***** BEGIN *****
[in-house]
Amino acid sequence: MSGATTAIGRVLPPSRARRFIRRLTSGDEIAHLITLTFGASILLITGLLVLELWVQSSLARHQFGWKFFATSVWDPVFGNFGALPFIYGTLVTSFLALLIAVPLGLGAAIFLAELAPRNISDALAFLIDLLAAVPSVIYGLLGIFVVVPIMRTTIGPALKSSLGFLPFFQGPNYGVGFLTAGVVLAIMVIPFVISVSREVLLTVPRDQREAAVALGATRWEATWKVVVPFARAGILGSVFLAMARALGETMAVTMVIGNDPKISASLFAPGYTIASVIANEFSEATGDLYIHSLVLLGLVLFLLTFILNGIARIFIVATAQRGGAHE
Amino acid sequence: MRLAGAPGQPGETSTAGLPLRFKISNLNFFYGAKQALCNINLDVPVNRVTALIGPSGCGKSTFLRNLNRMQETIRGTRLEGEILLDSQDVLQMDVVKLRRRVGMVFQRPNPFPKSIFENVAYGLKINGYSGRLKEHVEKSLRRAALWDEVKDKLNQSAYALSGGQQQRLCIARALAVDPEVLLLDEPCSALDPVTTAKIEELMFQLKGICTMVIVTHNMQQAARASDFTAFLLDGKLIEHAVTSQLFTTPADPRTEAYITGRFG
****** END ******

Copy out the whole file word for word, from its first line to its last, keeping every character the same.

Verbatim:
[in-house]
Amino acid sequence: MSGATTAIGRVLPPSRARRFIRRLTSGDEIAHLITLTFGASILLITGLLVLELWVQSSLARHQFGWKFFATSVWDPVFGNFGALPFIYGTLVTSFLALLIAVPLGLGAAIFLAELAPRNISDALAFLIDLLAAVPSVIYGLLGIFVVVPIMRTTIGPALKSSLGFLPFFQGPNYGVGFLTAGVVLAIMVIPFVISVSREVLLTVPRDQREAAVALGATRWEATWKVVVPFARAGILGSVFLAMARALGETMAVTMVIGNDPKISASLFAPGYTIASVIANEFSEATGDLYIHSLVLLGLVLFLLTFILNGIARIFIVATAQRGGAHE
Amino acid sequence: MRLAGAPGQPGETSTAGLPLRFKISNLNFFYGAKQALCNINLDVPVNRVTALIGPSGCGKSTFLRNLNRMQETIRGTRLEGEILLDSQDVLQMDVVKLRRRVGMVFQRPNPFPKSIFENVAYGLKINGYSGRLKEHVEKSLRRAALWDEVKDKLNQSAYALSGGQQQRLCIARALAVDPEVLLLDEPCSALDPVTTAKIEELMFQLKGICTMVIVTHNMQQAARASDFTAFLLDGKLIEHAVTSQLFTTPADPRTEAYITGRFG